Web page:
Payers and stakeholders can increase healthcare savings for small businesses by sharing data on small business health coverage.
With New Jersey’s small group health insurance market in decline, the New Jersey Health Care Quality Institute (Quality Institute), a nonpartisan group that advocates for collaboration among healthcare stakeholders, has issued several strategies to help payers, states, and employers improve small business health coverage.
“Many small employers are interested in identifying an affordable way to provide health care coverage for their employees as part of their benefit package, as this can enhance the attractiveness of an employment offer and increase employee retention,” the Quality Institute stated.
“However, rising costs in this market and decreased enrollment have made the SGM less attractive to carriers, employers, and employees.”
Small group employers have 50 employees or less. These companies often face barriers to providing healthcare coverage. Despite the challenges, healthcare coverage is a priority for small businesses. Almost 90 percent of small business employers (88 percent) said that employee health and wellbeing was one of their primary concerns in a recent survey.
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In the 14 years between 2005 to 2019, New Jersey’s small group market dropped from 981,000 enrollees to 309,000, with an average loss of over 7,800 members per quarter in the last year.
Rising premiums, growing enrollment in self-funded, alternative, or individual health insurance market plans, and regulatory developments instigated this shift away from the New Jersey small group health insurance market.
“The small group market is at a critical point, as small employers are paying more for less — higher premiums for lower value plans,” said John J. Sarno, president of the Employers Association of New Jersey.
In response, the Quality Institute proposed a couple of short- and long-term solutions for the current situation that were particularly relevant for payers.
First, the organization suggested making data related to small business employee healthcare coverage more accessible.
This data is probably already being collected by the state from employers and payers, the Quality Institute recognized. However, it is not broadly available and, if it was, it could result in savings for small businesses.
Second, New Jersey has a rule that health plans have to sell plans on both the small group health insurance market and the individual market. However, some payers price their plans exorbitantly in one market to focus on the other.
The Quality Institute suggested that eliminating this rule would allow for more competition on the state’s small group market. It could have a negative impact on the individual health insurance market, driving prices up and competition down. But the impact for the small group health insurance market would be positive.
Third, the Quality Institute found that out-of-pocket healthcare spending caps limit employees’ options because payers refuse to offer these plans. The organization suggested that payers have more flexibility in benefit design for certain metallic tiers, such as the bronze level, to help stabilize the market.
In addition to these payer-related suggestions, the Quality Institute continued with six other solutions.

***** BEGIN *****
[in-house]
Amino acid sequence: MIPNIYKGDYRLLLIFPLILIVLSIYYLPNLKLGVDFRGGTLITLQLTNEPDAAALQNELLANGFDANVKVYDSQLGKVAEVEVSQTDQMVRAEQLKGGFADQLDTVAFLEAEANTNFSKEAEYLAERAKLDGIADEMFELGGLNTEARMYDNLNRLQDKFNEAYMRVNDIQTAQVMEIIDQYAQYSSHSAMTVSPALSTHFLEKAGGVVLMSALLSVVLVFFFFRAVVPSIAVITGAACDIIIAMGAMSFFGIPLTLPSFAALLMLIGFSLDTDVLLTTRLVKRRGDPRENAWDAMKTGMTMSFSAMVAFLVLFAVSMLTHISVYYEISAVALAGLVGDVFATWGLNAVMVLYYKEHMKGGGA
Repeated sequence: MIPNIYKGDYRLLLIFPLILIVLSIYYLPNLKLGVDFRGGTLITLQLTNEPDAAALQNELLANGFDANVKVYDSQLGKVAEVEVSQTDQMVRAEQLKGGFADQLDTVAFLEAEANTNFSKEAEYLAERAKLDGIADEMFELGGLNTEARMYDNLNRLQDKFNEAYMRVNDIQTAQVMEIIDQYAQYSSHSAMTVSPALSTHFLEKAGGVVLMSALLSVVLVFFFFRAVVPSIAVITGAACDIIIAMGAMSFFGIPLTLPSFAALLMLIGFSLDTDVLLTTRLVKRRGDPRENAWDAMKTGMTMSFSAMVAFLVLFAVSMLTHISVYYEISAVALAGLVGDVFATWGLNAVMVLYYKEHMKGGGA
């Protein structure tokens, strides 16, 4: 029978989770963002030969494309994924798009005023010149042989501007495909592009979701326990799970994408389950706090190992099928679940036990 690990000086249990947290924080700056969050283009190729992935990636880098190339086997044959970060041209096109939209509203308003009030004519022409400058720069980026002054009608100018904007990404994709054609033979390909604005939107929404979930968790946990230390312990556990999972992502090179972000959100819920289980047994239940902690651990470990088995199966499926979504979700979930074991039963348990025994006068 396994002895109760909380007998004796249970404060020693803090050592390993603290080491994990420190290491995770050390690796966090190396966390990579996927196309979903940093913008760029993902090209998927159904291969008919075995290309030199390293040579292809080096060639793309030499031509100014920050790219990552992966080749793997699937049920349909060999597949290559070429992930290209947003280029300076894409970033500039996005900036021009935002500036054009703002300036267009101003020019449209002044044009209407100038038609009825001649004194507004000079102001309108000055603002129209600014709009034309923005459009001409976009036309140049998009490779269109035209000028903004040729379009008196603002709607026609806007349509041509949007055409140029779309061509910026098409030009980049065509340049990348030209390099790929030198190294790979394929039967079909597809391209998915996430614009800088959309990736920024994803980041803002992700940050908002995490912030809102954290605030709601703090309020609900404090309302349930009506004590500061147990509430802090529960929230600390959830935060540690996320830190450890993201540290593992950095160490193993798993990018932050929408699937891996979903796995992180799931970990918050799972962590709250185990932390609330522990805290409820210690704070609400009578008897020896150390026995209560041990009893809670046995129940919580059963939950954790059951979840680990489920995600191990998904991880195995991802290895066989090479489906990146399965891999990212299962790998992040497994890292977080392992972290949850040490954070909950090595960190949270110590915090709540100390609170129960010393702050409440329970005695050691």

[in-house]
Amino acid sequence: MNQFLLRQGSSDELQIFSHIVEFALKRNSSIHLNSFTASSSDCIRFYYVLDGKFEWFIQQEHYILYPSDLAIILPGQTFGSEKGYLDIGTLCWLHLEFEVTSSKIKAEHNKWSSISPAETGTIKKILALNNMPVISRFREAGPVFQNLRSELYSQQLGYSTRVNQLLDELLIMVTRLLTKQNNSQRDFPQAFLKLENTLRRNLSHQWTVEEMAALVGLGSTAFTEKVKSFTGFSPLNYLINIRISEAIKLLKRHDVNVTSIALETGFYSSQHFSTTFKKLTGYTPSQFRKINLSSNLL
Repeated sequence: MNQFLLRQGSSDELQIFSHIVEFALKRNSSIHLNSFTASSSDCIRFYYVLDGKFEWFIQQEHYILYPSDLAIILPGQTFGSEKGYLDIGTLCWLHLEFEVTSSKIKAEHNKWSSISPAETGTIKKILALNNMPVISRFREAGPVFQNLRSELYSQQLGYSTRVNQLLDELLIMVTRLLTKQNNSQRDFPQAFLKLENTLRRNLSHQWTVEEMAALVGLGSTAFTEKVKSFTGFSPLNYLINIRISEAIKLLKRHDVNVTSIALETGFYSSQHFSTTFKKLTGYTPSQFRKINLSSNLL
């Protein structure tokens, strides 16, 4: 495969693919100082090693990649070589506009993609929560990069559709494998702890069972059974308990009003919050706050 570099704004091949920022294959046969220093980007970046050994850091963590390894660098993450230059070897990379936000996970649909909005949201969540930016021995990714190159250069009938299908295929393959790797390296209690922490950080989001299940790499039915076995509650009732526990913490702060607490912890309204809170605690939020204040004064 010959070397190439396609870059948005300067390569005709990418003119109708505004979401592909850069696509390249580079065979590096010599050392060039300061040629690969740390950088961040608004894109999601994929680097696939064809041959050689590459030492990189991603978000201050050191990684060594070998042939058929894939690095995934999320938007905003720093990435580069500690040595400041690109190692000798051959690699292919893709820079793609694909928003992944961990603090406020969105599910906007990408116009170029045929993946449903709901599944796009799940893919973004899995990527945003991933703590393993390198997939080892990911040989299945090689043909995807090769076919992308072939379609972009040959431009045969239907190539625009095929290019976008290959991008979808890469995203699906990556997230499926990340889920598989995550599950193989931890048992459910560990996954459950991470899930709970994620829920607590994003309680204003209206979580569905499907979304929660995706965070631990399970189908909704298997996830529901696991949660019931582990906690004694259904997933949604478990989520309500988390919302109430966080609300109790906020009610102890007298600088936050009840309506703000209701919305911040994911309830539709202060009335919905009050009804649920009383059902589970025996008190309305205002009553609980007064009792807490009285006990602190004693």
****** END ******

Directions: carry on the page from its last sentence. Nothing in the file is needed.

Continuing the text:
Fourth, the state could offer a tax credit to small employers who offer ACA-compliant plans in order to incentivize small businesses to provide healthcare coverage.
Fifth, the Quality Institute found the state’s rating policies outdated and suggested an update.
Sixth, policymakers could allow the small group health insurance market to use drug formularies. The Quality Institute estimated that this would produce savings of $10 to $12 per member per month, shaving off two percent of small group market premiums.
Seventh, self-funded and level-funded plans should be restricted or phased out as the state reinforces the small group health insurance market. This would cut down on churn between self-funded and standard plans and would control premiums and give enrollees more plan options.
Eighth, for individuals who switch to the individual health insurance market, the state should increase subsidies. This would help temper turbulent premium costs, the organization suggested.
Ninth, the Quality Institute suggested a “Bast Evidence Plan,” not just for the small group health insurance market but also for the individual and other markets.
“A ‘Best Evidence’ (BE) Plan would recalibrate the current payment system to support more primary, preventative, palliative, and mental health care and would disincentivize low value care,” the recommendation stated.
The Quality Institute emphasized that this new plan would build on the ACA’s essential health benefits but prioritize primary and preventive care as well as evidence-based care and technology utilization.
Some payers began attending more closely to the small group health insurance market as it struggled through the pandemic. Cigna and Oscar created an entirely new brand aimed at creating affordable plans with integrated telehealth solutions for small businesses.
Priority Health decided to offer a 15 percent premium credit to its small group health insurance members. The payer offered it out of the surplus of premium revenue that would not be put toward claims, since nonurgent care has been delayed.
“We need policy changes to make insurance more affordable so more people are offered insurance and can afford it,” said Linda Schwimmer, president and chief executive officer of the Quality Institute. “More people buying within an insurance market — including those who are healthy as well as those who are less healthy — creates a more stable and sustainable insurance market.”
Source: Healthpayer Intelligence